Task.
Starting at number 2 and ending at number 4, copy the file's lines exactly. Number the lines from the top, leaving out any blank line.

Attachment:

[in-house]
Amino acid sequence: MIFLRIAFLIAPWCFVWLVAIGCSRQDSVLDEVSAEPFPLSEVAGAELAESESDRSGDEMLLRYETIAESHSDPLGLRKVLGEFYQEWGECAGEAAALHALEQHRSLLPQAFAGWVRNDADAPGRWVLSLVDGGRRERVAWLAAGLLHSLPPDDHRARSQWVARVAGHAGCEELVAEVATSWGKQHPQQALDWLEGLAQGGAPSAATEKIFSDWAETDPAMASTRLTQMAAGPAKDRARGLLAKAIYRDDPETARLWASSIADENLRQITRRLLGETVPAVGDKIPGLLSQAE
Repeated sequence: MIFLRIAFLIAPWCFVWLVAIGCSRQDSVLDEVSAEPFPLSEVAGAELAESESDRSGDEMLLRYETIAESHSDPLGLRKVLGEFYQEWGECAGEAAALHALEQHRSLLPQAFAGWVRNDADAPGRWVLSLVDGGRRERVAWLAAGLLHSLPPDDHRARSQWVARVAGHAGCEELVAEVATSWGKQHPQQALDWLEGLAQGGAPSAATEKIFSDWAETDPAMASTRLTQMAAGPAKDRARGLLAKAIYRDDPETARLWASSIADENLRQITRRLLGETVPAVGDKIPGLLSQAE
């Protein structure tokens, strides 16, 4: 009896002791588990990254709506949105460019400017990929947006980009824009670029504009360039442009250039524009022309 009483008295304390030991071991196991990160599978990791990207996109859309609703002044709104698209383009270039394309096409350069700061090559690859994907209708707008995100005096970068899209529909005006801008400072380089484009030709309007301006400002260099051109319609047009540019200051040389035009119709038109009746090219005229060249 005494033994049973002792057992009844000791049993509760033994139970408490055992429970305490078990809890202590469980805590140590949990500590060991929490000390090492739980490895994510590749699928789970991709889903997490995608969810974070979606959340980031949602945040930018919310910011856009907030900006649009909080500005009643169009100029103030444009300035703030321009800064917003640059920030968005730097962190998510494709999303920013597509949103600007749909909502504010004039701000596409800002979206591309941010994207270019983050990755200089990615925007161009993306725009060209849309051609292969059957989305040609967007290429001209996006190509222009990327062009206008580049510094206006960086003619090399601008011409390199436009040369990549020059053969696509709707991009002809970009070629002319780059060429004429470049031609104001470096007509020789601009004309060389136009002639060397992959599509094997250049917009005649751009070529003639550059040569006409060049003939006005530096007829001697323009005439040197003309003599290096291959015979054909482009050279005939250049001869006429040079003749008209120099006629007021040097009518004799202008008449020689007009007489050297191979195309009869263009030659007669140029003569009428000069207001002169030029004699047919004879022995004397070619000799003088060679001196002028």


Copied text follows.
Amino acid sequence: MIFLRIAFLIAPWCFVWLVAIGCSRQDSVLDEVSAEPFPLSEVAGAELAESESDRSGDEMLLRYETIAESHSDPLGLRKVLGEFYQEWGECAGEAAALHALEQHRSLLPQAFAGWVRNDADAPGRWVLSLVDGGRRERVAWLAAGLLHSLPPDDHRARSQWVARVAGHAGCEELVAEVATSWGKQHPQQALDWLEGLAQGGAPSAATEKIFSDWAETDPAMASTRLTQMAAGPAKDRARGLLAKAIYRDDPETARLWASSIADENLRQITRRLLGETVPAVGDKIPGLLSQAE
Repeated sequence: MIFLRIAFLIAPWCFVWLVAIGCSRQDSVLDEVSAEPFPLSEVAGAELAESESDRSGDEMLLRYETIAESHSDPLGLRKVLGEFYQEWGECAGEAAALHALEQHRSLLPQAFAGWVRNDADAPGRWVLSLVDGGRRERVAWLAAGLLHSLPPDDHRARSQWVARVAGHAGCEELVAEVATSWGKQHPQQALDWLEGLAQGGAPSAATEKIFSDWAETDPAMASTRLTQMAAGPAKDRARGLLAKAIYRDDPETARLWASSIADENLRQITRRLLGETVPAVGDKIPGLLSQAE
């Protein structure tokens, strides 16, 4: 009896002791588990990254709506949105460019400017990929947006980009824009670029504009360039442009250039524009022309 009483008295304390030991071991196991990160599978990791990207996109859309609703002044709104698209383009270039394309096409350069700061090559690859994907209708707008995100005096970068899209529909005006801008400072380089484009030709309007301006400002260099051109319609047009540019200051040389035009119709038109009746090219005229060249 005494033994049973002792057992009844000791049993509760033994139970408490055992429970305490078990809890202590469980805590140590949990500590060991929490000390090492739980490895994510590749699928789970991709889903997490995608969810974070979606959340980031949602945040930018919310910011856009907030900006649009909080500005009643169009100029103030444009300035703030321009800064917003640059920030968005730097962190998510494709999303920013597509949103600007749909909502504010004039701000596409800002979206591309941010994207270019983050990755200089990615925007161009993306725009060209849309051609292969059957989305040609967007290429001209996006190509222009990327062009206008580049510094206006960086003619090399601008011409390199436009040369990549020059053969696509709707991009002809970009070629002319780059060429004429470049031609104001470096007509020789601009004309060389136009002639060397992959599509094997250049917009005649751009070529003639550059040569006409060049003939006005530096007829001697323009005439040197003309003599290096291959015979054909482009050279005939250049001869006429040079003749008209120099006629007021040097009518004799202008008449020689007009007489050297191979195309009869263009030659007669140029003569009428000069207001002169030029004699047919004879022995004397070619000799003088060679001196002028």